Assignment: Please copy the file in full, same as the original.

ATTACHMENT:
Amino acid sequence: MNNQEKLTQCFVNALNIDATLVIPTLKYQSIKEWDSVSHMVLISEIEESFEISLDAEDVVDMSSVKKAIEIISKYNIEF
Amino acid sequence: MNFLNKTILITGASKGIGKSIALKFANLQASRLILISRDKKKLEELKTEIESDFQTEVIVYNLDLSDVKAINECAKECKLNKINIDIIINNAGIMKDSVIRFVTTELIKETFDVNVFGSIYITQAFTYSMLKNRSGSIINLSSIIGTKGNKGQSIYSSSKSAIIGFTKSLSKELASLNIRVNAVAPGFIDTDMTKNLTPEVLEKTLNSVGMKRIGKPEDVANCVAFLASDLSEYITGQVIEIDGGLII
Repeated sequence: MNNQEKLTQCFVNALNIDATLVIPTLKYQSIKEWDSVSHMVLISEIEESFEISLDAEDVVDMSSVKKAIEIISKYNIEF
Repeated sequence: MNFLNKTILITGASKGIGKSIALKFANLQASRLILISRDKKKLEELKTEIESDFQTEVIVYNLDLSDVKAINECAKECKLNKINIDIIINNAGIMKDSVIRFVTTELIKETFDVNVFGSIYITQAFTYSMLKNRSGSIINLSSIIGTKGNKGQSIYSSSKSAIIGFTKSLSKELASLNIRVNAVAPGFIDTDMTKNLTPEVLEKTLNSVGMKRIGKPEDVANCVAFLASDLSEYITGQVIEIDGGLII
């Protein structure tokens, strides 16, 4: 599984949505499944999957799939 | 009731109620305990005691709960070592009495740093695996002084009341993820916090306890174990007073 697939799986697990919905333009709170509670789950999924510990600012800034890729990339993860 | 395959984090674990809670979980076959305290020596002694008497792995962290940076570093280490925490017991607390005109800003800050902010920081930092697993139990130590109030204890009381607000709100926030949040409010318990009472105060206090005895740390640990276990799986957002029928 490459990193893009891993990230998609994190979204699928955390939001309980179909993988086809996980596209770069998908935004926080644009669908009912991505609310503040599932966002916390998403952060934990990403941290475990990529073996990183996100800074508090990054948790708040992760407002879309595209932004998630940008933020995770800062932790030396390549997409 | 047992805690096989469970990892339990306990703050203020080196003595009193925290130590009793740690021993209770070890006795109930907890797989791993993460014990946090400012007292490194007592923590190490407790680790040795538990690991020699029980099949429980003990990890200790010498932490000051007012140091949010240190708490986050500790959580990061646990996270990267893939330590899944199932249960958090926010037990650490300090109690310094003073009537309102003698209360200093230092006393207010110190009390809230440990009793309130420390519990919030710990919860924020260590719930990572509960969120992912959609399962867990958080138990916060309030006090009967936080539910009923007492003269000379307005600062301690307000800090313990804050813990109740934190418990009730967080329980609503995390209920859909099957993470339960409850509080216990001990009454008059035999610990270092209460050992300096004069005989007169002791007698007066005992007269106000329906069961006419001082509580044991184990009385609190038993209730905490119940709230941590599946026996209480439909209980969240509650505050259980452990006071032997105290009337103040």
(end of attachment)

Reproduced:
Amino acid sequence: MNNQEKLTQCFVNALNIDATLVIPTLKYQSIKEWDSVSHMVLISEIEESFEISLDAEDVVDMSSVKKAIEIISKYNIEF
Amino acid sequence: MNFLNKTILITGASKGIGKSIALKFANLQASRLILISRDKKKLEELKTEIESDFQTEVIVYNLDLSDVKAINECAKECKLNKINIDIIINNAGIMKDSVIRFVTTELIKETFDVNVFGSIYITQAFTYSMLKNRSGSIINLSSIIGTKGNKGQSIYSSSKSAIIGFTKSLSKELASLNIRVNAVAPGFIDTDMTKNLTPEVLEKTLNSVGMKRIGKPEDVANCVAFLASDLSEYITGQVIEIDGGLII
Repeated sequence: MNNQEKLTQCFVNALNIDATLVIPTLKYQSIKEWDSVSHMVLISEIEESFEISLDAEDVVDMSSVKKAIEIISKYNIEF
Repeated sequence: MNFLNKTILITGASKGIGKSIALKFANLQASRLILISRDKKKLEELKTEIESDFQTEVIVYNLDLSDVKAINECAKECKLNKINIDIIINNAGIMKDSVIRFVTTELIKETFDVNVFGSIYITQAFTYSMLKNRSGSIINLSSIIGTKGNKGQSIYSSSKSAIIGFTKSLSKELASLNIRVNAVAPGFIDTDMTKNLTPEVLEKTLNSVGMKRIGKPEDVANCVAFLASDLSEYITGQVIEIDGGLII
């Protein structure tokens, strides 16, 4: 599984949505499944999957799939 | 009731109620305990005691709960070592009495740093695996002084009341993820916090306890174990007073 697939799986697990919905333009709170509670789950999924510990600012800034890729990339993860 | 395959984090674990809670979980076959305290020596002694008497792995962290940076570093280490925490017991607390005109800003800050902010920081930092697993139990130590109030204890009381607000709100926030949040409010318990009472105060206090005895740390640990276990799986957002029928 490459990193893009891993990230998609994190979204699928955390939001309980179909993988086809996980596209770069998908935004926080644009669908009912991505609310503040599932966002916390998403952060934990990403941290475990990529073996990183996100800074508090990054948790708040992760407002879309595209932004998630940008933020995770800062932790030396390549997409 | 047992805690096989469970990892339990306990703050203020080196003595009193925290130590009793740690021993209770070890006795109930907890797989791993993460014990946090400012007292490194007592923590190490407790680790040795538990690991020699029980099949429980003990990890200790010498932490000051007012140091949010240190708490986050500790959580990061646990996270990267893939330590899944199932249960958090926010037990650490300090109690310094003073009537309102003698209360200093230092006393207010110190009390809230440990009793309130420390519990919030710990919860924020260590719930990572509960969120992912959609399962867990958080138990916060309030006090009967936080539910009923007492003269000379307005600062301690307000800090313990804050813990109740934190418990009730967080329980609503995390209920859909099957993470339960409850509080216990001990009454008059035999610990270092209460050992300096004069005989007169002791007698007066005992007269106000329906069961006419001082509580044991184990009385609190038993209730905490119940709230941590599946026996209480439909209980969240509650505050259980452990006071032997105290009337103040």